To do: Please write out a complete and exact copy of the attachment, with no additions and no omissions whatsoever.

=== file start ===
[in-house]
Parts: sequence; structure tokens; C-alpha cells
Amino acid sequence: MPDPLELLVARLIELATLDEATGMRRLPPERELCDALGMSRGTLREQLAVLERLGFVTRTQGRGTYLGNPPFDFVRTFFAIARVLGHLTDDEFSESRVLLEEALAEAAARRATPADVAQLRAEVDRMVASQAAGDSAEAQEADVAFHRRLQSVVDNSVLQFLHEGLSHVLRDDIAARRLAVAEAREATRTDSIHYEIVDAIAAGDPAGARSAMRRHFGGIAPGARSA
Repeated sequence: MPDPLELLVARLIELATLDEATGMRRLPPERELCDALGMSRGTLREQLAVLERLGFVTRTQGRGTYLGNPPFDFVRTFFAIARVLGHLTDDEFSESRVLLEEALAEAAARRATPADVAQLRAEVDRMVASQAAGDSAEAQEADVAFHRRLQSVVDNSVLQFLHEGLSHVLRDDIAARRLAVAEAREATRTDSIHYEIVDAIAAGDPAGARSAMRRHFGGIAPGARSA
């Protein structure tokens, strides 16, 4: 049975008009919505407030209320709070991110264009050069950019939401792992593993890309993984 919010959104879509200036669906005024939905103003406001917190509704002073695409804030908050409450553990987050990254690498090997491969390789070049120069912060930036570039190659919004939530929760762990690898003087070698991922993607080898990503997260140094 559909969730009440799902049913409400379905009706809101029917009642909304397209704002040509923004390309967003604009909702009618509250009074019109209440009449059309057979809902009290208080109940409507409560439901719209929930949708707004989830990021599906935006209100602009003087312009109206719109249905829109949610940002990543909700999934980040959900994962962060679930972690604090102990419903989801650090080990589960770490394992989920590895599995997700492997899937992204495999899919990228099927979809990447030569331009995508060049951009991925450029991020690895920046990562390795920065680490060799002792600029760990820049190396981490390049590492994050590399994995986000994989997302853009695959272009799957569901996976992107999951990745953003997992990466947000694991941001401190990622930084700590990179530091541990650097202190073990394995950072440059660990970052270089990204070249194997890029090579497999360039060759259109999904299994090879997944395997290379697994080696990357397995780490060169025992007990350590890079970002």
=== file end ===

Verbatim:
[in-house]
Parts: sequence; structure tokens; C-alpha cells
Amino acid sequence: MPDPLELLVARLIELATLDEATGMRRLPPERELCDALGMSRGTLREQLAVLERLGFVTRTQGRGTYLGNPPFDFVRTFFAIARVLGHLTDDEFSESRVLLEEALAEAAARRATPADVAQLRAEVDRMVASQAAGDSAEAQEADVAFHRRLQSVVDNSVLQFLHEGLSHVLRDDIAARRLAVAEAREATRTDSIHYEIVDAIAAGDPAGARSAMRRHFGGIAPGARSA
Repeated sequence: MPDPLELLVARLIELATLDEATGMRRLPPERELCDALGMSRGTLREQLAVLERLGFVTRTQGRGTYLGNPPFDFVRTFFAIARVLGHLTDDEFSESRVLLEEALAEAAARRATPADVAQLRAEVDRMVASQAAGDSAEAQEADVAFHRRLQSVVDNSVLQFLHEGLSHVLRDDIAARRLAVAEAREATRTDSIHYEIVDAIAAGDPAGARSAMRRHFGGIAPGARSA
């Protein structure tokens, strides 16, 4: 049975008009919505407030209320709070991110264009050069950019939401792992593993890309993984 919010959104879509200036669906005024939905103003406001917190509704002073695409804030908050409450553990987050990254690498090997491969390789070049120069912060930036570039190659919004939530929760762990690898003087070698991922993607080898990503997260140094 559909969730009440799902049913409400379905009706809101029917009642909304397209704002040509923004390309967003604009909702009618509250009074019109209440009449059309057979809902009290208080109940409507409560439901719209929930949708707004989830990021599906935006209100602009003087312009109206719109249905829109949610940002990543909700999934980040959900994962962060679930972690604090102990419903989801650090080990589960770490394992989920590895599995997700492997899937992204495999899919990228099927979809990447030569331009995508060049951009991925450029991020690895920046990562390795920065680490060799002792600029760990820049190396981490390049590492994050590399994995986000994989997302853009695959272009799957569901996976992107999951990745953003997992990466947000694991941001401190990622930084700590990179530091541990650097202190073990394995950072440059660990970052270089990204070249194997890029090579497999360039060759259109999904299994090879997944395997290379697994080696990357397995780490060169025992007990350590890079970002």